Is the Lottery's number up?

It's Saturday night fever as bingo bosses and Camelot do battle
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As thousands of punters last night spent a jovial evening playing bingo in clubs across the country, few would have been aware of the almighty row brewing in the industry.

Sir Alan Budd, a former member of the Bank of England's Monetary Policy Committee, is inadvertently to blame. He has been charged by the Government with reviewing Britain's gaming laws, and his conclusions have caused ructions between the National Lottery operator Camelot and the bingo clubs.

Camelot fired the first salvo. Last week the operator released a rotten set of results, revealing that sales of Lottery tickets and scratchcards had fallen 5.5 per cent to £2.4bn over six months.

Camelot blamed the loss on the hiatus caused by the renewal of its contract. But what really got the bingo bosses' blood boiling were further claims that ­ if Sir Alan's proposals were adopted ­ the bingo industry could further reduce Camelot's sales and money to good causes.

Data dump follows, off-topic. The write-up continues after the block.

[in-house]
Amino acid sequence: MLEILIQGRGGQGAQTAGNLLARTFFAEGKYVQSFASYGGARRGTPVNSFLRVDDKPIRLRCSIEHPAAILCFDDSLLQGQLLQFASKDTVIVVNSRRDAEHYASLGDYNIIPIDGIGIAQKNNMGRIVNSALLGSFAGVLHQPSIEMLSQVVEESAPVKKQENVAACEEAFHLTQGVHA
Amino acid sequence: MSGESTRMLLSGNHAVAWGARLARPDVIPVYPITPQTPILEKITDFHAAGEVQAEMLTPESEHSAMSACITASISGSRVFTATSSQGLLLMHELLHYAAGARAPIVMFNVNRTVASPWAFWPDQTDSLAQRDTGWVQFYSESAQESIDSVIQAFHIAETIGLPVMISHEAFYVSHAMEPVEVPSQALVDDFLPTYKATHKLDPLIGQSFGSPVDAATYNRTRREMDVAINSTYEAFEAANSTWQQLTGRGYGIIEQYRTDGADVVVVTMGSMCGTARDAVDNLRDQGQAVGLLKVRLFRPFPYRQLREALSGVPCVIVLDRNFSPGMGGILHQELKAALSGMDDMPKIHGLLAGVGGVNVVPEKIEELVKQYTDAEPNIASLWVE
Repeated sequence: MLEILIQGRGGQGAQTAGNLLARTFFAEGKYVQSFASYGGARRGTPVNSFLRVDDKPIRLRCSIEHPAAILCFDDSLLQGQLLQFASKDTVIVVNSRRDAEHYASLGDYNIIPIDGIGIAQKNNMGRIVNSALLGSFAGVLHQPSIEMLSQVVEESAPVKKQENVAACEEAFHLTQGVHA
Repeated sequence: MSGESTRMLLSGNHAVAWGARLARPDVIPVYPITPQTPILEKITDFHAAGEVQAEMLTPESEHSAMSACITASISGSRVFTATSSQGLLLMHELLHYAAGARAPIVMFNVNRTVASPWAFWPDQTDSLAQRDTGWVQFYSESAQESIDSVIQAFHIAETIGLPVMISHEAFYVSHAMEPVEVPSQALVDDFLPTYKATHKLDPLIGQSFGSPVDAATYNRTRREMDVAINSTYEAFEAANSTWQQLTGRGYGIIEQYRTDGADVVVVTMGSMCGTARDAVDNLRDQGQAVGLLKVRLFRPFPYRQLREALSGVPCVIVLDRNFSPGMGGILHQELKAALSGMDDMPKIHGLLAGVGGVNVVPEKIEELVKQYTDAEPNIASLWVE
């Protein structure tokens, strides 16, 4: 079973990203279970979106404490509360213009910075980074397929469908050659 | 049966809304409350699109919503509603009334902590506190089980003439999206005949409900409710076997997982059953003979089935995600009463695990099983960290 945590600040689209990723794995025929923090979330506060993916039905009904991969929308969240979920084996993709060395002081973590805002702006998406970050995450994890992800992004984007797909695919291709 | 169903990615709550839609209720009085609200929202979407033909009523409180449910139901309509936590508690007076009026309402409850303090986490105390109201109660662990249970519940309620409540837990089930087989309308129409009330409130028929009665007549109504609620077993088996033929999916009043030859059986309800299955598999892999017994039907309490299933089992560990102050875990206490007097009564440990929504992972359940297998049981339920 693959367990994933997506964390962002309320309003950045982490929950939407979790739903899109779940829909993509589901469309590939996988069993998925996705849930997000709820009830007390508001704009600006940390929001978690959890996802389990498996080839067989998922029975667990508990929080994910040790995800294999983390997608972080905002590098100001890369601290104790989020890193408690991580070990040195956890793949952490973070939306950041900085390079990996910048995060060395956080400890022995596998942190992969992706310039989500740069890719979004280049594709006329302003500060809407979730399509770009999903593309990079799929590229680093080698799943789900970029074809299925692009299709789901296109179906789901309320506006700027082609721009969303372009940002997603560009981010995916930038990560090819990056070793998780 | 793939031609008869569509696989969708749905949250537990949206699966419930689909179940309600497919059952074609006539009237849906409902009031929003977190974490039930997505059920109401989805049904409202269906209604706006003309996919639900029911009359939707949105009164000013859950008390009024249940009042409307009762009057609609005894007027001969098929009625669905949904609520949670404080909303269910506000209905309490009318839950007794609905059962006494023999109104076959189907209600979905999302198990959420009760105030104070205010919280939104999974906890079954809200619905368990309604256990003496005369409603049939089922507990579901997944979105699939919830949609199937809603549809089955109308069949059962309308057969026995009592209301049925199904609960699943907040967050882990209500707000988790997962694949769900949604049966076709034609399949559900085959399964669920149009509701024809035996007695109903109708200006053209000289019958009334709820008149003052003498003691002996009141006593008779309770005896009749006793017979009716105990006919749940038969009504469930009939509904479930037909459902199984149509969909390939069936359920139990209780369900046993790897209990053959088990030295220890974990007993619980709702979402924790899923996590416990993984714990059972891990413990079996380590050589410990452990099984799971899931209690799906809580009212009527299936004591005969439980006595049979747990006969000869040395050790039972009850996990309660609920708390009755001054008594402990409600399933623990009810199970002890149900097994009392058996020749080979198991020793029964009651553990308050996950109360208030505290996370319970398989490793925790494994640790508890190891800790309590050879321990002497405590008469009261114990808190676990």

"The argument that we can endanger Camelot is absurd," said Sir Peter Fry, chairman of the Bingo Association. "Many of Camelot's arguments appear to have been dreamt up. They are riddled with unsubstantiated claims."

He added: "Camelot have resorted to making sweeping generalisations about bingo operators to hide behind their own inadequacies."

Camelot has claimed that proposals to allow bingo operators to diversify and increase prize money could divert money away from the National Lottery. A spokes-woman said: "We have commissioned research that shows there will, indeed, be a losses for good causes."

The spokeswoman added that the Treasury could also lose out through reduced tax revenues.

Sir Peter hit back: "Considering the scale of the Lottery prizes, one might be flattered that Camelot regards the national bingo game – paying out £1m once or twice a year – as a threat."

The bingo industry welcomed Sir Alan's report, said Sir Peter. However, he was still concerned about the way the industry was regulated.

Richard Caborn, the department for culture, media and sport minister with responsibility for gambling, is about to be dragged into the row. Sir Peter is due to meet the minister later this month to raise concerns over DCMS's dual role in regulating the Lottery and other forms of gambling.

"The DCMS has a responsibility to keep the Lottery running. But where does that leave bingo, casinos and the rest of the industry?" he asked.